arian

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See also: Arian and -arian

Old English[edit]

Etymology[edit]

Inherited from Proto-West Germanic *aiʀēn, from Proto-Germanic *aizāną (to spare; protect; honour); equivalent to ār (honour) +‎ -ian.

Pronunciation[edit]

Verb[edit]

ārian

  1. to show mercy to, spare
    Nænegum arað leode Deniga ac he lust wigeð, swefeð ond sændeþ.
    He spares none of the Danish people, but carries on his delight, slaying and dispatching.
    (Beowulf ll. 598-600)

Conjugation[edit]

Descendants[edit]

  • Middle English: oren, aren; arenn

Romanian[edit]

Etymology[edit]

From French aryen.

Adjective[edit]

arian m or n (feminine singular ariană, masculine plural arieni, feminine and neuter plural ariene)

  1. Aryan

Declension[edit]


Swedish[edit]

Noun[edit]

arian

  1. definite singular of aria.

Welsh[edit]

Welsh Wikipedia has an article on:
Wikipedia cy
Chemical element
Ag
Previous: paladiwm (Pd)
Next: cadmiwm (Cd)
Pot coffi arian
Arian

Etymology[edit]

From Middle Welsh ariant, from Old Welsh argant, from Proto-Brythonic *arɣant, from Proto-Celtic *argantom (silver), from Proto-Indo-European *h₂erǵ- (white; shine). Compare Breton arc'hant, Irish airgead and Latin argentum.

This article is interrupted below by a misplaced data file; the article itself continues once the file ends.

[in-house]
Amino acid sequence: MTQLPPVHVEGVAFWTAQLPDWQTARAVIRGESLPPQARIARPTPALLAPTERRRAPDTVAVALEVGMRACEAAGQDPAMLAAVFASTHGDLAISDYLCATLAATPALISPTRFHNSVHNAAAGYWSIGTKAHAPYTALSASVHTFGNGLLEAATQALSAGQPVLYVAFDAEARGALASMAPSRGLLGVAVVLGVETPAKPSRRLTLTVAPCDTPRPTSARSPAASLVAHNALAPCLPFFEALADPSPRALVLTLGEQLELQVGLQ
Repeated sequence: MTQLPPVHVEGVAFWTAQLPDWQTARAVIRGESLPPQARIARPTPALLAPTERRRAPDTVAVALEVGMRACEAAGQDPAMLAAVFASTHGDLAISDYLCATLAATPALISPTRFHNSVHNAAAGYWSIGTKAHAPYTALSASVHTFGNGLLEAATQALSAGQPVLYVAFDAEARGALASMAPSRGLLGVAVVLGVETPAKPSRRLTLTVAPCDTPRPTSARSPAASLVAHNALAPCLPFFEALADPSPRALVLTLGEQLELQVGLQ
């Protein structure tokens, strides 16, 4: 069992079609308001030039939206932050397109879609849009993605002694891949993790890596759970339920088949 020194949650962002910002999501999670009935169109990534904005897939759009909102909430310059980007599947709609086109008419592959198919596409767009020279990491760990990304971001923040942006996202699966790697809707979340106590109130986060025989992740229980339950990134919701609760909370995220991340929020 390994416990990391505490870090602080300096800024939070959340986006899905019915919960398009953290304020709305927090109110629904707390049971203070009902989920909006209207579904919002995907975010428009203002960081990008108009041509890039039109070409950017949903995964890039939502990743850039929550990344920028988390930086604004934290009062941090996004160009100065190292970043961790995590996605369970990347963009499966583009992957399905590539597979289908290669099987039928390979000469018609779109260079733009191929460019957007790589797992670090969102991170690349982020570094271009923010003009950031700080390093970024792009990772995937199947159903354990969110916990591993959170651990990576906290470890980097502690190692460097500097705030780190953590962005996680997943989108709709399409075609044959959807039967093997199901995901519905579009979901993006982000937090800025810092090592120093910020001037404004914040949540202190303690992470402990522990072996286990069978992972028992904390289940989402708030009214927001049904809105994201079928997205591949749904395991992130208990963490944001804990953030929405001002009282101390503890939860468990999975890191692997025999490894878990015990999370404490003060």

Pronunciation[edit]

Noun[edit]

arian m (usually uncountable, plural ariannau or ariannoedd)

  1. silver, argent
  2. money
    Synonym: pres

Derived terms[edit]

Adjective[edit]

arian (feminine singular arian, plural arian, not comparable)

  1. silver, silvern (made of silver)
  2. silver, silvery (in colour)
  3. (figuratively) silvery

Mutation[edit]

Welsh mutation
radical soft nasal h-prothesis
arian unchanged unchanged harian
Note: Some of these forms may be hypothetical. Not every possible mutated form of every word actually occurs.

Further reading[edit]

  • R. J. Thomas, G. A. Bevan, P. J. Donovan, A. Hawke et al., editors (1950–present), “arian”, in Geiriadur Prifysgol Cymru Online (in Welsh), University of Wales Centre for Advanced Welsh & Celtic Studies